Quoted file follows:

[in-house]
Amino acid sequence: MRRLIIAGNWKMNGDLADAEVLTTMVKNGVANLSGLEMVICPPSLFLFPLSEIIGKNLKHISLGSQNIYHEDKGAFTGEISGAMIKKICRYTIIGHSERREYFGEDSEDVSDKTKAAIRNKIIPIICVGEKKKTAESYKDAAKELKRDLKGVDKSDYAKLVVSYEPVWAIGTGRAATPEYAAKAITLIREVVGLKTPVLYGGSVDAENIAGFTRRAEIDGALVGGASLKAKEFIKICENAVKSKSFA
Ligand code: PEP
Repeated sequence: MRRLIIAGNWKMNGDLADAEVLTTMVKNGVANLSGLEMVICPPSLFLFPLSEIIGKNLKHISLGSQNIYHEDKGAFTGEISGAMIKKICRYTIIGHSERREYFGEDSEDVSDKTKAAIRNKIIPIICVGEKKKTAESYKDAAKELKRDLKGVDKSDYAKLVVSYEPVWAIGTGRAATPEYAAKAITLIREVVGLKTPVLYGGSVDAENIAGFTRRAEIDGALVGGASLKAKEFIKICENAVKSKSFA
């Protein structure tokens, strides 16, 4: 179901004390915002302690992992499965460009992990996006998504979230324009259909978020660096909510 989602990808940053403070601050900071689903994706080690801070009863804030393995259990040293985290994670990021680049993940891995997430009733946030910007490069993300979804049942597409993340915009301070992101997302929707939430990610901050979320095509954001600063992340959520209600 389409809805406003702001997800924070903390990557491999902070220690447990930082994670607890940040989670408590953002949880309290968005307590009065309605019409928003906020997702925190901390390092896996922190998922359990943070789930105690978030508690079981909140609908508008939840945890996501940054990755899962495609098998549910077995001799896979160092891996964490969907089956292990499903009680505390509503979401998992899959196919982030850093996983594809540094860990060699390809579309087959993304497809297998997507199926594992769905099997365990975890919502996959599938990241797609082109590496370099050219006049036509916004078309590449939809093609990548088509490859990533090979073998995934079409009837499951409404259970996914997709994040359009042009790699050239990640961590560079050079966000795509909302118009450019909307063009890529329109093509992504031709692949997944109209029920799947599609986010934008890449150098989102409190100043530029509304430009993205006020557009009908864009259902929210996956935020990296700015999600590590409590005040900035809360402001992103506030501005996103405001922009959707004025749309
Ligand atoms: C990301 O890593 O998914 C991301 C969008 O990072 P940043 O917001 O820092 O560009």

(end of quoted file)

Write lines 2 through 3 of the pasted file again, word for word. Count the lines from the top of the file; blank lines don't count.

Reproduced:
Amino acid sequence: MRRLIIAGNWKMNGDLADAEVLTTMVKNGVANLSGLEMVICPPSLFLFPLSEIIGKNLKHISLGSQNIYHEDKGAFTGEISGAMIKKICRYTIIGHSERREYFGEDSEDVSDKTKAAIRNKIIPIICVGEKKKTAESYKDAAKELKRDLKGVDKSDYAKLVVSYEPVWAIGTGRAATPEYAAKAITLIREVVGLKTPVLYGGSVDAENIAGFTRRAEIDGALVGGASLKAKEFIKICENAVKSKSFA
Ligand code: PEP